Ahh, the Sixties… It was a time of free love, psychedelic exploration, and rebellion. The threat of nuclear attack was a constant presence, and for the first time ever, the horrors of the Vietnam War were shown to the world on TV. We put a man on the moon: humanity had never been so high before. Generally speaking, the decades from 1960 to 1980 were a period of turmoil. Old values, lifestyles and social institutions were criticized and uprooted. Revolution was in the air, and a new generation of ‘hippies’ born in post-WW2 freedom, demanded its place in the world.

    In a reality where death and decay we never far, with increasing clashes between social groups, the time was right for a radical new worldview. The public turned inward, experimenting with a wealth of rebel solutions, including cannabis. In 1957, at the dawn of the Hippie Age, Harvard professor Timothy Leary made his case for therapeutic use of psychedelic mushrooms and LSD.

    In that same period, psychiatrists such as Dr. Lester Grinspoon started to speak out against the prevailing anti-cannabis propaganda, pleading for therapeutic use of weed instead.

    From Rebellion Into The Mainstream

    Technology is claimed to be a major factor in the evolution of cannabis culture. Back in the Sixties and Seventies, the majority of cannabis products was smuggled in from overseas. The War On Drugs complicated that. Governments tried to stop international drug trafficking. That made import and distribution of cannabis increasingly difficult.

    Despite all repression, however, cannabis ultimately prevailed. Public views were shifting, and hardliners lost control of the situation. Ever-improving technology did its part, too. The War On Drugs forced people to grow and improve their own weed. Refined (indoor) growing techniques made homegrowing easier. Even though Sixties weed doesn’t come close to modern strains, hippies kept getting better and better cannabis to fuel their ideals of Peace & Love.

    Stronger Weed, Stronger Community

    The new cannabis strains did more than just make the weed stronger, though. Hippie growers also caused a new community to blossom. An emerging society of cannabis growers went through an underground process of growth and development.

    This community only got stronger as technology and society progressed. In 1969, some 12 million US citizens admitted to having smoked cannabis. Today, over 140 million people in the USA have tried weed. This is a leap from 12% of the population to 44%.

    Flower Power Kept Growing

    Cannabis Goes Online

    The shift in cannabis use and image was caused by many factors, but few are as important as the rise of the internet – another product of the Hippie generation. Easy access to positive perspectives on weed changed how the world sees this plant.

    Recent surveys indicate that it is easy to find positive information about cannabis; easier than finding negative info, in fact. That’s a game changer, because socials are the main source of news information for young people today. In 2015, 58% of Americans thought that cannabis should be legalized. Other studies suggest that the general public now regards alcohol and opiates as bigger health threats than cannabis.

    Cannabis has officially entered the mainstream. For the first time in history, a US majority supports medical as well as recreational cannabis use. We owe a large share of that shift in perspectives to long-haired, pot-smoking, guitar-playing hippies.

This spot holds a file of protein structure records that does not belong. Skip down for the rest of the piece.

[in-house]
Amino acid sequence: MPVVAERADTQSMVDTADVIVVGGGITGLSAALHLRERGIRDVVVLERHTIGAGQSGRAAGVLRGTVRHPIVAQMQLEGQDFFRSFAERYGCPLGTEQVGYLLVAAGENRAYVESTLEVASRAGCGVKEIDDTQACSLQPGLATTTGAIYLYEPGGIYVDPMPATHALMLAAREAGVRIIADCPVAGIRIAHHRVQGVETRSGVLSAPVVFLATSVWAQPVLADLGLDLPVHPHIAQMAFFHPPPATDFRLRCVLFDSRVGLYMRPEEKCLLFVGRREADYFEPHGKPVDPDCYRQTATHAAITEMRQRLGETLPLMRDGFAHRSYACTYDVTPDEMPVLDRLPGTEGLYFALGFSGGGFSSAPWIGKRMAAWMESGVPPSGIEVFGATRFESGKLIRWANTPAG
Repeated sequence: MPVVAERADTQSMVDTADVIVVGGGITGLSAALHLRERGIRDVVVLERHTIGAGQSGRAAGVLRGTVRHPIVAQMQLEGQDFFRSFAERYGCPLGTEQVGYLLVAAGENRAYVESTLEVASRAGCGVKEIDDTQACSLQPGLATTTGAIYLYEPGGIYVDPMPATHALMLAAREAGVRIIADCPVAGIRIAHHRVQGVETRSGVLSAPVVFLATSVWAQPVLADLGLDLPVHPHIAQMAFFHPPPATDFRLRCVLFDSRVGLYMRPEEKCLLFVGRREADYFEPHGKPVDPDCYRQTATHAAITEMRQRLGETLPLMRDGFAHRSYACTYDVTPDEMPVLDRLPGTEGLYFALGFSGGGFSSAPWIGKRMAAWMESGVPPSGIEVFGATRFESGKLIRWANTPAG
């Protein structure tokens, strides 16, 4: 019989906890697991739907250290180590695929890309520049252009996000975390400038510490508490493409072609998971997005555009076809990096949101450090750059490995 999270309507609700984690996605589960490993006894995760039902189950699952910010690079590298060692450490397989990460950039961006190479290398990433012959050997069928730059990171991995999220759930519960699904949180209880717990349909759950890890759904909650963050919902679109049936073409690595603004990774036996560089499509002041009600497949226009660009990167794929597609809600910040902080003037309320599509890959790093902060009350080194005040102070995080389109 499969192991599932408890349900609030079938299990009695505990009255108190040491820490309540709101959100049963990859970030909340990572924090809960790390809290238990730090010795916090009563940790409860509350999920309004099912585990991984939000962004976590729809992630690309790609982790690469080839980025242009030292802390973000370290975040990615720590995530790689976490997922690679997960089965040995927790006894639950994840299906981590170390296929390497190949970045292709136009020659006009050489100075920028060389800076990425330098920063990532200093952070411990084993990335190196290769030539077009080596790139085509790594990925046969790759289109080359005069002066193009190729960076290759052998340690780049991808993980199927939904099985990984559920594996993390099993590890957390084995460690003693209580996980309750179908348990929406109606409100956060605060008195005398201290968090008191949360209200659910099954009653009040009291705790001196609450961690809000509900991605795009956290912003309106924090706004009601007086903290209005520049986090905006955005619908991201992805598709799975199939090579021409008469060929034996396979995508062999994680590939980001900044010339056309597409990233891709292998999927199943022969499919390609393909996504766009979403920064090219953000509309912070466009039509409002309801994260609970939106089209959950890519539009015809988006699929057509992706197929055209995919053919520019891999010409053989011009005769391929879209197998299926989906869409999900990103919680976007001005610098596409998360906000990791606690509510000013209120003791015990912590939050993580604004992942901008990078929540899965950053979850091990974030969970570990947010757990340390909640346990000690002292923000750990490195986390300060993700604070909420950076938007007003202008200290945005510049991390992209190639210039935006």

From Hippies To Hipsters

    As said before, technology changes how we look at cannabis. In recent decades, the media have transformed cannabis itself. Weed has gone through a real metamorphosis. Where it once was a symbolic product for barefoot hippies, it became a favorite pastime for lazy high school dropouts; only to become a consumer good marketed as a novel, first-class treat or medication.

    To be sure, cannabis is still illegal in most places, but the days when weed was for misfits and losers are well behind us. These days, a range of cannabis products find their way to the shelves of high-end pharmacies and specialist outlets.

    In 2014, The New York Times published its first advert for a startup selling cannabis technology. If you have the money today, you van buy 600-euro vaporizers and custom luxury sofas designed to add comfort to your cannabis smoking experience.

    Millennials: Hippies 2.0?

    It wasn’t just technology that kept evolving, either: cannabis advocates have changed as well. Upstart hippies have been replaced by slick hipsters. These newcomers combine a high-tech market mindset of the Eighties with an entrepreneurial and green take on the global economy.

    To illustrate the point, millennials experiment with homeopathic or natural medicine twice as often as babyboomers do. They are bolder than the hippie generation commercially, too. Hipsters don’t sneak off into the park to smoke a stealthy joint; they approach brands and help them design products that match their own values.

    To name one example: Meadow, a new Silicon Valley startup, aims to be the Uber of cannabis. They pick up your buds at your favorite dispensary and deliver them to your doorstep.

    Lasting Influence Of Hippies On Cannabis

    While hippie era weed has gradually made way for a much more commercial type of cannabis, today’s cannabis consumers are still heavily influenced by hippie culture.

    Just like jazz and reggae cultures, hippy culture made a lasting impression on how we look at weed today. It’s about much more than marketing and mainstreaming. Even though times have changed dramatically, the deep-rooted ambitions for peace, love & happiness still echo throughout global cannabis culture.

    The world changes; weed changes, and we ourselves keep changing too. Still, cannabis culture has roots that are worth keeping alive. Perhaps true hippies are now extinct, but their ideals still ring through in the weed we smoke today. Peace Out.

    Hippies and cannabis are closely connected. Boerejongens explores the history of flower power to tell you the tale of hippie weed.